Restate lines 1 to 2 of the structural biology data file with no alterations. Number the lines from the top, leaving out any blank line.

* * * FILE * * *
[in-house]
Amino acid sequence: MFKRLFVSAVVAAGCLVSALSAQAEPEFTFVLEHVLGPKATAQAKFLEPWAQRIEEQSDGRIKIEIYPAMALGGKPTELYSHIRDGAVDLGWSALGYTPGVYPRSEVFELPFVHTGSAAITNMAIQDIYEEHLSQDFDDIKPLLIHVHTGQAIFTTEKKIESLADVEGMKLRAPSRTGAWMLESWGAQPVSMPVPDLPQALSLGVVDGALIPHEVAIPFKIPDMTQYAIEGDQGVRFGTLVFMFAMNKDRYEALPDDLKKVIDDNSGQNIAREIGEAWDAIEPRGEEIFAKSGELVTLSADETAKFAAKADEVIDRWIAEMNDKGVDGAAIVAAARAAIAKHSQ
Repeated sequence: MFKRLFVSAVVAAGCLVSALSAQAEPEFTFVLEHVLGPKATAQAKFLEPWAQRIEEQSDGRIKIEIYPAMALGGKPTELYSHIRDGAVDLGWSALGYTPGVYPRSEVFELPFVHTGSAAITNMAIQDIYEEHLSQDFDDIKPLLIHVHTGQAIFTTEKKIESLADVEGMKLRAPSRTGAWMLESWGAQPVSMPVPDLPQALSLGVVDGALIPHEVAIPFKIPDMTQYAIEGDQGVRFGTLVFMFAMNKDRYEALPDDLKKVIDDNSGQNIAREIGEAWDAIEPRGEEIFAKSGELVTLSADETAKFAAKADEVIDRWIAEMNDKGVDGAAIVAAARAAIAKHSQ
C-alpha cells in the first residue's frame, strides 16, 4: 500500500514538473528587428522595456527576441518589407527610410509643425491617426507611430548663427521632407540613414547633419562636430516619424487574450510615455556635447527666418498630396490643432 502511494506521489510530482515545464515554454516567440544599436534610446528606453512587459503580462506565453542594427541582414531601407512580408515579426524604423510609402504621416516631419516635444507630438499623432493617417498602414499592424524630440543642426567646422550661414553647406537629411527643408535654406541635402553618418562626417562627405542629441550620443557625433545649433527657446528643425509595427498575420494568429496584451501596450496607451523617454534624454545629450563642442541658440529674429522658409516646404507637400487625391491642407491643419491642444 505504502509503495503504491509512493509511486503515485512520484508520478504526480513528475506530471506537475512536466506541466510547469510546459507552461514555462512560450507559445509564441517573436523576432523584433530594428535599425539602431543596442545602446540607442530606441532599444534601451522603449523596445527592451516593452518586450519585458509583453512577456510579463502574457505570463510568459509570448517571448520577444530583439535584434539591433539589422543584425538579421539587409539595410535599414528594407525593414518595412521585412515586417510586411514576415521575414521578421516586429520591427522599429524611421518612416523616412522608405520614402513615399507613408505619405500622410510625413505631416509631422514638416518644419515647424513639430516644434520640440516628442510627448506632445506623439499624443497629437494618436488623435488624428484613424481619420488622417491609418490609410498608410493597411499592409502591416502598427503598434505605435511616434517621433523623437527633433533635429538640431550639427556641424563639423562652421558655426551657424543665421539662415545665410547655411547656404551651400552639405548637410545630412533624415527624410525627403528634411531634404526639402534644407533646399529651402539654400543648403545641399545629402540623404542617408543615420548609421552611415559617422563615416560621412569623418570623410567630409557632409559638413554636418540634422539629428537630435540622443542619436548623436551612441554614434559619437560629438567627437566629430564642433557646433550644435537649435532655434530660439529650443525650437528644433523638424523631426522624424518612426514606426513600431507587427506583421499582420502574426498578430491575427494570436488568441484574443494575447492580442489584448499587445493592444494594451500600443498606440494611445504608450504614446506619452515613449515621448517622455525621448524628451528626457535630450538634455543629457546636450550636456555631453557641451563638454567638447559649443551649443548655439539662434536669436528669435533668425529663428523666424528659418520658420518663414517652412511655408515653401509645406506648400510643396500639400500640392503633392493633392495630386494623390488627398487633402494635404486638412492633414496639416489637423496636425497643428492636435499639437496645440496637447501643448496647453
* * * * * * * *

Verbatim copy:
[in-house]
Amino acid sequence: MFKRLFVSAVVAAGCLVSALSAQAEPEFTFVLEHVLGPKATAQAKFLEPWAQRIEEQSDGRIKIEIYPAMALGGKPTELYSHIRDGAVDLGWSALGYTPGVYPRSEVFELPFVHTGSAAITNMAIQDIYEEHLSQDFDDIKPLLIHVHTGQAIFTTEKKIESLADVEGMKLRAPSRTGAWMLESWGAQPVSMPVPDLPQALSLGVVDGALIPHEVAIPFKIPDMTQYAIEGDQGVRFGTLVFMFAMNKDRYEALPDDLKKVIDDNSGQNIAREIGEAWDAIEPRGEEIFAKSGELVTLSADETAKFAAKADEVIDRWIAEMNDKGVDGAAIVAAARAAIAKHSQ